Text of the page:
David Scharf started thinking small--really small--about 20 years ago. That was when he discovered, sitting in the laboratory of the big aerospace company where he had just reported for work, a scanning electron microscope.
It's an imposing piece of equipment, with a television monitor, a sturdy steel optical column and as many dials and meters as the control panel on your average airplane. When it's up and running, purring along with all the electronic power of a hospital X-ray machine, the SEM can scan things as small as eight-billionths of an inch in diameter.
Scharf fell in love with it. The humming contraption with the big console plunged him into another world, turning him into a kind of interdimensional traveler, he says.
"I was micronaut David Scharf, blasting off into microspace."
He hooked up the camera and--to hell with the vacuum physics research he was supposed to be doing--began spending his nights traveling deep into the ruthless, Darwinian world of microscopic life.
Since then, Scharf has probably done more than any one to give us the look and feel of "down there," as the photographer-engineer describes his special domain.
His astonishing pictures of tiny bugs and plants have illustrated stories in Newsweek, Discover, Geo, and National Geographic. Most recently, Time used Scharf's blow-ups of pollen, pet dander and the like for a cover story on allergies, and the current Life features his shot of a fruit-fly in a story on aging.
Scharf's photographs are in encyclopedias and museums, such as the new Insect Zoo in the Los Angeles County Museum of Natural History. He is in the credits for the movie "Blade Runner" (the scales from the cloned python in are actually Scharf's enlargement of a tiny section of a marijuana leaf), and his video documentary on bees ("The first SEM movie," he calls it) is permanently on view at the St. Louis Zoo.
His pictures of fleas and other household vermin were part of the August, 1990, ABC-TV special "The Secret Life of 118 Green Street."
Today there are dozens of people doing "micrography," taking pictures of things that are invisible or barely visible to the human eye. But Scharf probably does it better than anyone, says Valerie Livingston, a professor of art history at Susquehanna University in Pennsylvania.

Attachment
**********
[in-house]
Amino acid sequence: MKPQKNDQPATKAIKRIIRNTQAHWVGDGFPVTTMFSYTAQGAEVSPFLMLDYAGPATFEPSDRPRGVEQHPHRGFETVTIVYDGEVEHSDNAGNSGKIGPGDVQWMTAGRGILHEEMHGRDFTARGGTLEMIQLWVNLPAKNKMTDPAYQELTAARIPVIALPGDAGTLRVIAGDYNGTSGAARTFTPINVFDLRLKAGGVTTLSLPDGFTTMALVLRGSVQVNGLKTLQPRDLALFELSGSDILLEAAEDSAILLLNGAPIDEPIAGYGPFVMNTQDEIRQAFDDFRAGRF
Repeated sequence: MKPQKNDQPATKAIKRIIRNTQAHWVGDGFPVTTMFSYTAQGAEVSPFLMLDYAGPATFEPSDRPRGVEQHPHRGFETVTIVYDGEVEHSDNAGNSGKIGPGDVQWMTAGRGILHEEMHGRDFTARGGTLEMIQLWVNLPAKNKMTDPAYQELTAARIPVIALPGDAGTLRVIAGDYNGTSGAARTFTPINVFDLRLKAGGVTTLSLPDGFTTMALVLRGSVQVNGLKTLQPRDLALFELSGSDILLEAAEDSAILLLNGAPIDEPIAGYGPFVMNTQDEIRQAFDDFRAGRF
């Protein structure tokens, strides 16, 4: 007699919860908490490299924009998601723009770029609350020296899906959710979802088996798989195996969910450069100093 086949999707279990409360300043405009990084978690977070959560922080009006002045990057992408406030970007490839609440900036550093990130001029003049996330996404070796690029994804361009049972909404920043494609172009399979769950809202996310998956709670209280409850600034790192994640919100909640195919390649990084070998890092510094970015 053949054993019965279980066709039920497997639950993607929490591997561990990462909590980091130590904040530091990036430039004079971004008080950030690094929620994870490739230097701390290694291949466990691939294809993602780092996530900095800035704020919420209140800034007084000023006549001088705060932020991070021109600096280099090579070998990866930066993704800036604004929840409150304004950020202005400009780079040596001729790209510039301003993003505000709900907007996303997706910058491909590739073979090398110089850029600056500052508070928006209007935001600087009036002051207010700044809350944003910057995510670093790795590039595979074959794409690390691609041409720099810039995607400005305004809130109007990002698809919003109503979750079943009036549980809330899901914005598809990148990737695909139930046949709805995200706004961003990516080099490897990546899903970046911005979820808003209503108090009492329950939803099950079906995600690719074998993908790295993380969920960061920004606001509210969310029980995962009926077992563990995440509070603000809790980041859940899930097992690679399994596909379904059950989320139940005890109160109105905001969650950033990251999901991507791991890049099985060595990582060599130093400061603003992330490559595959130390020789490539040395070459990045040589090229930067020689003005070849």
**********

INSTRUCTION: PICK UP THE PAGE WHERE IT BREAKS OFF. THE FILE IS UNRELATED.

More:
"David is not only a scientist, he's a photographer," says Livingston, who is putting together an exhibit of microscopic photography that will tour the country next year. "He has this great eye."
Until Scharf stepped in, the electron microscope was just another research tool, Livingston says. Scientists used it to look at, say, the structure of a microchip or the reproductive organs of the fruit fly. "Their interest was purely documentary," Livingston says.
But along came Scharf, an intense man with the slight squint of someone who spends a lot of time focusing on small details, with an extraordinary congruence of talents. He was a science buff, a self-taught technologist, an amateur photographer and a free spirit--the perfect man to bring the scanning electron microscope into the realm of art, Livingston says.
Born in Asbury Park, N.J., Scharf was a science addict by the time he got to grammar school. He still has his first "micrograph," a ragged-edged snapshot of some crystals he took as an 11-year-old with a Brownie Hawkeye trained down the barrel of a "toy" microscope.
But Scharf didn't make it through Monmouth College, where he was a physics major. He quit after his junior year and headed west. "I wanted to see if I could find Big Foot of California," he says, with just a trace of the put-on in his voice. "I wanted come out and be a cowboy."
Scharf found a special affinity for the vast open spaces of the West, spending weeks on end in the mountains and desert. Then the money ran out. In Los Angeles, Scharf put his electronic talents to work, going from job to job in the aerospace and electronic firms, until he stumbled upon his life's work.
And he carried a camera around. "I was always taking weird, art pictures," he says. "I was always experimenting."
More than anything, says Livingston, it's probably Scharf's photographic skills that distinguish him from would-be competitors. "Because he's a photographer, he's familiar with the range of tonalities," she says. "His blacks are rich blacks; his whites are crisp whites."
Those early pictures--mostly of things he found in his own back yard, magnified 250,000 times or so--were swept up by magazines and museums. Many were printed as a 1977 book called "Magnifications."
Scharf was "an Ansel Adams of inner space," Time said.
"These pictures may provoke a metaphysical shudder--all that beauty that no one saw till now," added Newsweek.
Under Scharf's lens, pollen spores became leathery medicine balls or spike-covered floating mines, ready to explode. A housefly was suddenly a begoggled space invader, its hairy proboscis as snuffly and probing as a cocker spaniel's nose.